McCurdy, A. (2013). Dropbox Forensics (MSc ASDF Dissertation). Edinburgh Napier University (Macfarlane, R.,
As the threat of cyber attacks grow daily, the need for improved security policies within organisations becomes ever more important. While falling short of total internet lock down, many organisations are nowadays restricting the types of data allowed to pass into and out of their networks. Restrictions are being placed on the types and sizes of email file attachments that are allowed, and so users are moving to portable and easily acquirable personal USB storage devices. As a result, system administrators have had to introduce additional methods of disabling the use of such devices. Methods that have been adopted include the disabling of computer USB ports or introducing safe havens whereby only designated organisation approved USB devices can be used. Undeterred, many a user has in turn adopted cloud storage due in part to its low cost, ease of use and ease of access. Files can now be easily imported from and exported to personal cloud space outside the organisations network, by-passing all existing network security. This contravenes typical corporate security policies, with IBM who regard the technology as a threat, having "recently banned its 400,000 employees from using Dropbox" . This introduces a new dilemma to a system administrator. The use of cloud storage applications within the organisation must be detected and ultimately their use prevented. Currently not single monitoring system exists to assist the systems administrator in their task.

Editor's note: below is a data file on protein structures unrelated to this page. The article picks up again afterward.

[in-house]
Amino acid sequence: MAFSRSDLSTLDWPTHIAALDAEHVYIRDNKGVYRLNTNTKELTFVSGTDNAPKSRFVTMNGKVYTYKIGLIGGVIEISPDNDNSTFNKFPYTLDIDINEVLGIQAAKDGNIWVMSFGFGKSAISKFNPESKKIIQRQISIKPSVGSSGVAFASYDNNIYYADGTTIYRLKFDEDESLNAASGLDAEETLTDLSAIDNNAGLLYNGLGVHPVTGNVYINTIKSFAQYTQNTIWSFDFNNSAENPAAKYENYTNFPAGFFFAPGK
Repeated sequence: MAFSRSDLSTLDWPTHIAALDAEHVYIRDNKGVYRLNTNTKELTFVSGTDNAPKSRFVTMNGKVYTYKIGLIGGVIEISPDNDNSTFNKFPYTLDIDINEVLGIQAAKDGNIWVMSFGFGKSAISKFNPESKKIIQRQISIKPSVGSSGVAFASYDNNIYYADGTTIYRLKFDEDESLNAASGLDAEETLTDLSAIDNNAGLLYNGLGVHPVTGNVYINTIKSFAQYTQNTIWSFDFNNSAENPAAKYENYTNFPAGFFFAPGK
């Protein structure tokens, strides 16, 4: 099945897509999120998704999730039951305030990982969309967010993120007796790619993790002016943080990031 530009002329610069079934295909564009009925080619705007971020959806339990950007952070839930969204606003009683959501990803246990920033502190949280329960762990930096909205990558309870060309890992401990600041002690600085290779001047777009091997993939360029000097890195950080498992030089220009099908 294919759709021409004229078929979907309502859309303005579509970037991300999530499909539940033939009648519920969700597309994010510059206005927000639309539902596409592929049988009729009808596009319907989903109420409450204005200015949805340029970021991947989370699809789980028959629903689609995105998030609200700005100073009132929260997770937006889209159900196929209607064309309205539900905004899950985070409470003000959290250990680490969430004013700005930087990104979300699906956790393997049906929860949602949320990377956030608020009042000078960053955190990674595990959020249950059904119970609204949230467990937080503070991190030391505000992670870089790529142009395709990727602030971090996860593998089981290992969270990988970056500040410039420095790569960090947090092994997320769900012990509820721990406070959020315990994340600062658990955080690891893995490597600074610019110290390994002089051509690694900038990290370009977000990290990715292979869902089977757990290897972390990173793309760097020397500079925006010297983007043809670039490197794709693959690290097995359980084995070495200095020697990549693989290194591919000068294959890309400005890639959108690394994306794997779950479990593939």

This dissertation describes the development and evaluation of such a monitoring system designed specifically to detect the Dropbox client and corresponding data traffic. The system provides the system administrator with a graphical interface and integrates with the Snort Intrusion Detection System engine which many organisations make use of. The system was created in Microsoft Visual Studio IDE using Microsoft C#.NET programming language. The application was developed specifically for the widely used Microsoft Windows platform. In order for the system to operate as required, it required a list of Dropbox specific items to search for. These items are held in a collection of configuration files, which can be modified by the user to provide flexibility and allow the system to evolve. The files are included as part of the overall system and are the results of a series of tests that are outlined in the document. These tests identified key artefacts that the Dropbox client introduces to client machines upon installation in both the directory structure and Windows registry. The monitor system also allows the system administrator to scan for Dropbox specific network traffic using rule sets designed specifically for the Snort engine. These rule sets can also be modified by the system administrator if required.
Areas of Expertise
See all areas of expertise
Electronic information now plays a vital role in almost every aspect of our daily lives. So the need for a secure and trustworthy online infrastructure is more important than ever. without it, not only the growth of the internet but our personal interactions and the economy itself could be at risk.